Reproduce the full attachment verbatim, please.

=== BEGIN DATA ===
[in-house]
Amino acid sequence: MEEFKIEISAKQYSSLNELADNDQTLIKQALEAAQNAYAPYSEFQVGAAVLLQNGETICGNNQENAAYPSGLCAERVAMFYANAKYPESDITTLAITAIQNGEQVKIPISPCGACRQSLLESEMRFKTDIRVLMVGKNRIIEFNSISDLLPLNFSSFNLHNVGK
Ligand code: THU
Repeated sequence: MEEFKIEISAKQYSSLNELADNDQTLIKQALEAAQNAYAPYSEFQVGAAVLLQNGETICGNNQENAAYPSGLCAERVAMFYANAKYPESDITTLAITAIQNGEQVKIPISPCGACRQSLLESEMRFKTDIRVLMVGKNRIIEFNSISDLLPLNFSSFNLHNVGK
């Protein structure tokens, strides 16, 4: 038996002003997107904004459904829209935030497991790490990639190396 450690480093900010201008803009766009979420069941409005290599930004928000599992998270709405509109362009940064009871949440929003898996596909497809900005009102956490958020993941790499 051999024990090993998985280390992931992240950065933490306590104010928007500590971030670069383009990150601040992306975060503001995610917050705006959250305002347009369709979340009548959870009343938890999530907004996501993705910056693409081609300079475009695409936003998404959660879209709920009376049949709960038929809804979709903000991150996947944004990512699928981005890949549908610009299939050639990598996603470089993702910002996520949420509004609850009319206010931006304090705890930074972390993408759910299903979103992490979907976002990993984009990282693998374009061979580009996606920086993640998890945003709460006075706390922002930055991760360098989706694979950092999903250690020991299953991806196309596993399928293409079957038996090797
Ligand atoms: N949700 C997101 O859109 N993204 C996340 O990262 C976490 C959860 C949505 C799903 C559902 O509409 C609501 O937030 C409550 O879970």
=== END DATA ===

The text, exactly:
[in-house]
Amino acid sequence: MEEFKIEISAKQYSSLNELADNDQTLIKQALEAAQNAYAPYSEFQVGAAVLLQNGETICGNNQENAAYPSGLCAERVAMFYANAKYPESDITTLAITAIQNGEQVKIPISPCGACRQSLLESEMRFKTDIRVLMVGKNRIIEFNSISDLLPLNFSSFNLHNVGK
Ligand code: THU
Repeated sequence: MEEFKIEISAKQYSSLNELADNDQTLIKQALEAAQNAYAPYSEFQVGAAVLLQNGETICGNNQENAAYPSGLCAERVAMFYANAKYPESDITTLAITAIQNGEQVKIPISPCGACRQSLLESEMRFKTDIRVLMVGKNRIIEFNSISDLLPLNFSSFNLHNVGK
């Protein structure tokens, strides 16, 4: 038996002003997107904004459904829209935030497991790490990639190396 450690480093900010201008803009766009979420069941409005290599930004928000599992998270709405509109362009940064009871949440929003898996596909497809900005009102956490958020993941790499 051999024990090993998985280390992931992240950065933490306590104010928007500590971030670069383009990150601040992306975060503001995610917050705006959250305002347009369709979340009548959870009343938890999530907004996501993705910056693409081609300079475009695409936003998404959660879209709920009376049949709960038929809804979709903000991150996947944004990512699928981005890949549908610009299939050639990598996603470089993702910002996520949420509004609850009319206010931006304090705890930074972390993408759910299903979103992490979907976002990993984009990282693998374009061979580009996606920086993640998890945003709460006075706390922002930055991760360098989706694979950092999903250690020991299953991806196309596993399928293409079957038996090797
Ligand atoms: N949700 C997101 O859109 N993204 C996340 O990262 C976490 C959860 C949505 C799903 C559902 O509409 C609501 O937030 C409550 O879970």